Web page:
I felt I accepted it, but I wanted to now why he did that?
It was important for me to know his motivation for saying that.
It went downhill the more he talked.
I am not obligated to accept an apology that may not be genuine.
I don't think that continuing to discuss the offense is a part of accepting the apology. At least, not AFTER accepting it.
Next time, I might suggest you say, "I'm still too hurt and too angry to accept your apology. I need to ask you to think about apologizing later, after I've gotten over this. Then I'll be able to explain why I am so hurt."One thing I've learned by being a parent: asking someone "why" they did something is just not a good move. They don't know why. Or if they do know why, they don't want to admit it. So don't even go there.
It puts them on the spot, and frankly it's the equivalent of scolding.
Stick w/ "I" statements. Like: "That really shocked and upset me." "That made me tremendously self-conscious, right in the middle of my party." "I felt angry that you couldn't just let me alone, it felt to me like you were picking at my appearance right where everybody else could here." "That comment didn't feel concerned, to me--it just felt critical." "I find it hard to enjoy the party, now that you've pointed out how funny I look."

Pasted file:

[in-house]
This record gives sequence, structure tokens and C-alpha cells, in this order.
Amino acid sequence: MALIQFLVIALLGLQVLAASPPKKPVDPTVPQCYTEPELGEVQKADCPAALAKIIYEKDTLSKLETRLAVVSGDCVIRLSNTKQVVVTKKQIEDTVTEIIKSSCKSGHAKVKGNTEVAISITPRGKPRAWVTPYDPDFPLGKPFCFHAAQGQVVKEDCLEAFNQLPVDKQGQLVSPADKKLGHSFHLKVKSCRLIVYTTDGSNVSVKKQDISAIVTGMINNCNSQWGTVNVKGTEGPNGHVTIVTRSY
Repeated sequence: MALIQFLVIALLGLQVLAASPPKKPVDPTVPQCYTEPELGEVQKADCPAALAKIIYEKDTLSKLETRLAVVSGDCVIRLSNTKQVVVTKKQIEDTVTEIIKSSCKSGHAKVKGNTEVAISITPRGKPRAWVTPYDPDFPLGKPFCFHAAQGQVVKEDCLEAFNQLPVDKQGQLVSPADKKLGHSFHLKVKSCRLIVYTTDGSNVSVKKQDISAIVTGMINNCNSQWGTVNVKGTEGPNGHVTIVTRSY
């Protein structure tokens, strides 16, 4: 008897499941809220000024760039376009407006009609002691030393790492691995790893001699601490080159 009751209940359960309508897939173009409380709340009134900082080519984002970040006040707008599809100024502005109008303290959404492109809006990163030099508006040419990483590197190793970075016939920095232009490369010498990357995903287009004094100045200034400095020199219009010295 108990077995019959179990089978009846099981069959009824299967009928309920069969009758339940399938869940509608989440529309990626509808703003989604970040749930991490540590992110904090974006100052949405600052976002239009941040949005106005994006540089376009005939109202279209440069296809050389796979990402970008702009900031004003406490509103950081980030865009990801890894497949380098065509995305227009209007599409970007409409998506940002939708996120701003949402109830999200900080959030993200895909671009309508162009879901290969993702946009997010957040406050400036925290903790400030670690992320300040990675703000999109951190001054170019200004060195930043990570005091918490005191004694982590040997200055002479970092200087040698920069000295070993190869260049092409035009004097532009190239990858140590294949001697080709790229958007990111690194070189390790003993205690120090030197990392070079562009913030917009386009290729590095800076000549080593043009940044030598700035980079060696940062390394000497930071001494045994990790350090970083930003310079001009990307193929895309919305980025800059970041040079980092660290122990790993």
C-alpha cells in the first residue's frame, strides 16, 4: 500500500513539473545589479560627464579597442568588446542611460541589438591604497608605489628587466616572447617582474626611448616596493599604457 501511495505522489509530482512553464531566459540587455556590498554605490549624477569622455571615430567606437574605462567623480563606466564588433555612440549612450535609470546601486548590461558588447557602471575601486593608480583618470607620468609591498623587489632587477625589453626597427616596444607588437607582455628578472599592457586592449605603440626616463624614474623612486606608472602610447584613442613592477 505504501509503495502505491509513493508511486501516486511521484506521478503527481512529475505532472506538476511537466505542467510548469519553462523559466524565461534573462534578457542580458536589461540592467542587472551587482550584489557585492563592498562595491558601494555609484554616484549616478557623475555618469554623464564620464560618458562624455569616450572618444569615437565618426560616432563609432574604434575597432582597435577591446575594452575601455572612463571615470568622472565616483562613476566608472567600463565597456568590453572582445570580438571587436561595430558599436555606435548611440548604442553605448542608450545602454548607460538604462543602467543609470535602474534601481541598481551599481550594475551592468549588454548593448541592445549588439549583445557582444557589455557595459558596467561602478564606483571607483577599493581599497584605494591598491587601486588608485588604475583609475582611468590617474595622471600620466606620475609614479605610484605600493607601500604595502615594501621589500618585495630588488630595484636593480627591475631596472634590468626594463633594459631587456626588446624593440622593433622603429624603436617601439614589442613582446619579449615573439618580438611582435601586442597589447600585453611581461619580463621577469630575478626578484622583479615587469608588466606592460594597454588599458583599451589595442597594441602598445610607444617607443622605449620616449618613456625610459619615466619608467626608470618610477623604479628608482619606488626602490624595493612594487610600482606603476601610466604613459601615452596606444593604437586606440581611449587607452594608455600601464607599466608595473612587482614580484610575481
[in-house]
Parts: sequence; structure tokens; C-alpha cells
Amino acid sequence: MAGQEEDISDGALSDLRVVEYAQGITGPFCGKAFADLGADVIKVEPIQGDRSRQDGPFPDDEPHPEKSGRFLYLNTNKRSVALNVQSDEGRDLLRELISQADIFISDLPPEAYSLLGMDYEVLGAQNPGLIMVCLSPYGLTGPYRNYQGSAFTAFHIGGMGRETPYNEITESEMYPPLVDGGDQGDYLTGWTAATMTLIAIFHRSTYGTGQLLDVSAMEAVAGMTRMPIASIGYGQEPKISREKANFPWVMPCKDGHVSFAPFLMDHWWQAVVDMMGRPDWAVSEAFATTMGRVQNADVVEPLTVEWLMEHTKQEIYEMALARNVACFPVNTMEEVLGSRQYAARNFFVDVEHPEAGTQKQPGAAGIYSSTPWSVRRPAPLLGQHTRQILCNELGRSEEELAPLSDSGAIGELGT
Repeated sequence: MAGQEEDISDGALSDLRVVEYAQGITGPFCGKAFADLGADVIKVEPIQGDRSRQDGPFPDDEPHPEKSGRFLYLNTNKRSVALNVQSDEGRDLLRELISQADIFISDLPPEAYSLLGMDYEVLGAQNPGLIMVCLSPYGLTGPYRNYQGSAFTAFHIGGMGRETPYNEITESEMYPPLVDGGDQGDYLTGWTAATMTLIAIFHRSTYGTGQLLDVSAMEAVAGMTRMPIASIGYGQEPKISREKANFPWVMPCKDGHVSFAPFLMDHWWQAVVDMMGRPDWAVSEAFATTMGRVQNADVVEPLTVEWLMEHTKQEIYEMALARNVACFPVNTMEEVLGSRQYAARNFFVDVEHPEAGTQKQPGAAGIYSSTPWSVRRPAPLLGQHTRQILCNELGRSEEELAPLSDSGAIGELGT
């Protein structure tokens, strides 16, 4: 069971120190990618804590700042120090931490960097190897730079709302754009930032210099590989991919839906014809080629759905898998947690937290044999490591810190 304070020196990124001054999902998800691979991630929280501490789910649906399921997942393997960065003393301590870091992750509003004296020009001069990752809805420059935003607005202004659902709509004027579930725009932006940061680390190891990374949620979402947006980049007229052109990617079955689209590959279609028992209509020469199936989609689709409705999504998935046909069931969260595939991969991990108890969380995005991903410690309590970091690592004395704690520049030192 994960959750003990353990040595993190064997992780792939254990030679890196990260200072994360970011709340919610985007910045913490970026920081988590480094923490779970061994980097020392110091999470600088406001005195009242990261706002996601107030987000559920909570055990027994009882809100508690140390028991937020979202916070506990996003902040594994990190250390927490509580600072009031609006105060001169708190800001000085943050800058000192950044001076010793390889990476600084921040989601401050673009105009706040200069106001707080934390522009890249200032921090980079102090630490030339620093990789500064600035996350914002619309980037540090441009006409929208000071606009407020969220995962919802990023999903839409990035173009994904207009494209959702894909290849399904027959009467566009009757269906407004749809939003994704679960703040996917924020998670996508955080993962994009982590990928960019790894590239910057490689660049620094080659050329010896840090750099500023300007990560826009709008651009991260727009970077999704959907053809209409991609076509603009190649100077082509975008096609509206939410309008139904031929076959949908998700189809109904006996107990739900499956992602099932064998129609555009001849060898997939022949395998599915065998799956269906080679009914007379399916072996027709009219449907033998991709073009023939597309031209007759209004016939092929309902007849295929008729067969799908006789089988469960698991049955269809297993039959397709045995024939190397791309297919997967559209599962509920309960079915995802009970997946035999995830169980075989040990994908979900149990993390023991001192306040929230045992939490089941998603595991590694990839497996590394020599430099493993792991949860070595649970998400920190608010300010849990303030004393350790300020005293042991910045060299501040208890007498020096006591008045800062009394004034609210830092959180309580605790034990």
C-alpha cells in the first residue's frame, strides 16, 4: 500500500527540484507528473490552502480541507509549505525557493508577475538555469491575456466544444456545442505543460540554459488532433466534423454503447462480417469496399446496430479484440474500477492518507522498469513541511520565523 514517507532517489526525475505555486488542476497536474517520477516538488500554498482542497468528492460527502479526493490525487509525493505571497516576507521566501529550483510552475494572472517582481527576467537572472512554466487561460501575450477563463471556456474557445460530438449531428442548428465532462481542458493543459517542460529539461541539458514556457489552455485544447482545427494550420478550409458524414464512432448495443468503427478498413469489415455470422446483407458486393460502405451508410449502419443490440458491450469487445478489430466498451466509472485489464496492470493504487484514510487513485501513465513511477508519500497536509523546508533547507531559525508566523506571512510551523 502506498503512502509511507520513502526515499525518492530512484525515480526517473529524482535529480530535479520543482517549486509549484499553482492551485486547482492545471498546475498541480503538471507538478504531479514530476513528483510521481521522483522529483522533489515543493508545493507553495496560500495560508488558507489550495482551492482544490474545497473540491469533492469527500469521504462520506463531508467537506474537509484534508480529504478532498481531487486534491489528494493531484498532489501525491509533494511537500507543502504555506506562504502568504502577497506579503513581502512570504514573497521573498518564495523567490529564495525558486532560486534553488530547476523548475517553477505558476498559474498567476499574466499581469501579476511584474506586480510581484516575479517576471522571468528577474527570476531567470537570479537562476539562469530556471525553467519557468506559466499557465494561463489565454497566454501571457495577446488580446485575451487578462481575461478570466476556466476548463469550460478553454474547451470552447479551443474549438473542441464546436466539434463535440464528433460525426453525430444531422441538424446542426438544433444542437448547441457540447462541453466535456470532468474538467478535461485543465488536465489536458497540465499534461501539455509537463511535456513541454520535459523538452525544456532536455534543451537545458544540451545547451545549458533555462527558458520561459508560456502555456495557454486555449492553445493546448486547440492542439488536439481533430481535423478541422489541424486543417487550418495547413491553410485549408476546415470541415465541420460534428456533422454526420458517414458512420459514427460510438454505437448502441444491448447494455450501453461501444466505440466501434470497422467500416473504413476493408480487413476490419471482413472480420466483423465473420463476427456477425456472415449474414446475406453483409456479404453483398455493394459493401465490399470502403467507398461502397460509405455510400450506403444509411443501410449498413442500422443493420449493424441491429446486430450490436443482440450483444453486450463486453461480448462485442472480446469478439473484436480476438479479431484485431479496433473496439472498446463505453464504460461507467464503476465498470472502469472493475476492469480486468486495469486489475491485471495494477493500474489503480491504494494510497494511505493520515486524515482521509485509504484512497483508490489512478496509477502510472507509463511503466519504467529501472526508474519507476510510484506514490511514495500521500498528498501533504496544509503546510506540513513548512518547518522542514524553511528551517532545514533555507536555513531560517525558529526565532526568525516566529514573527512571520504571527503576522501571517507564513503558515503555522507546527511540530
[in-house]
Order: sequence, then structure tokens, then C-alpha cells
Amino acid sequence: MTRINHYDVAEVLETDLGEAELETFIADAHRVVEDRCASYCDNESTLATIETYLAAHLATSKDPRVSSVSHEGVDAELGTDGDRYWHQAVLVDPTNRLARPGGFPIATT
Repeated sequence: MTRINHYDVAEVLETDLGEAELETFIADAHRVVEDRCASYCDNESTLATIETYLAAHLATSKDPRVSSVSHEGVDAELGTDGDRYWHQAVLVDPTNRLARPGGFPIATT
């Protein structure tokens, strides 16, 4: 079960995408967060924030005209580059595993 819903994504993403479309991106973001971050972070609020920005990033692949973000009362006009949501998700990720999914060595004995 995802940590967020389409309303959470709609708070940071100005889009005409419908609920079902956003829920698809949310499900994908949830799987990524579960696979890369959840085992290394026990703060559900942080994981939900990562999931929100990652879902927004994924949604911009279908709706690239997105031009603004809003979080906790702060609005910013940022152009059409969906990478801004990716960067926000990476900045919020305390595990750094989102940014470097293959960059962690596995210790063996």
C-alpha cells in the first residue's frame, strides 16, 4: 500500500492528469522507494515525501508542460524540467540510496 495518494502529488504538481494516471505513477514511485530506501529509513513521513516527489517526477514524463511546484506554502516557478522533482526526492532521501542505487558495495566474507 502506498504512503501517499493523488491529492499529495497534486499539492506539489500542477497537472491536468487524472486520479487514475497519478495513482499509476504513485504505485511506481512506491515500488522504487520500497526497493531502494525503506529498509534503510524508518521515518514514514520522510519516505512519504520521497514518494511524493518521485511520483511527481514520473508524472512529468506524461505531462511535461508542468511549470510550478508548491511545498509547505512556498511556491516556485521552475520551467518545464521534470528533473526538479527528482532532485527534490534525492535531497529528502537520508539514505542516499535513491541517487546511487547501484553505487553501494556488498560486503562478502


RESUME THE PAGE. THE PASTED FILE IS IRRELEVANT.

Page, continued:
It's OK to sound a little bit mad, I think. But don't get into HIS motivation--that's really just scolding (which you'd admit if you really looked at it), and nobody reacts well to being scolded. Grownups least of all.
Even though it's a bit parental, it would be better to say something like this: "In the future, please do not comment on my appearance. There's nothing you or I can do about it right at that moment, it's not like my shirt could be tucked in or something. And if you're genuinely concerned for my health, please speak to me *in private,* not in the middle of party when everyone can hear it."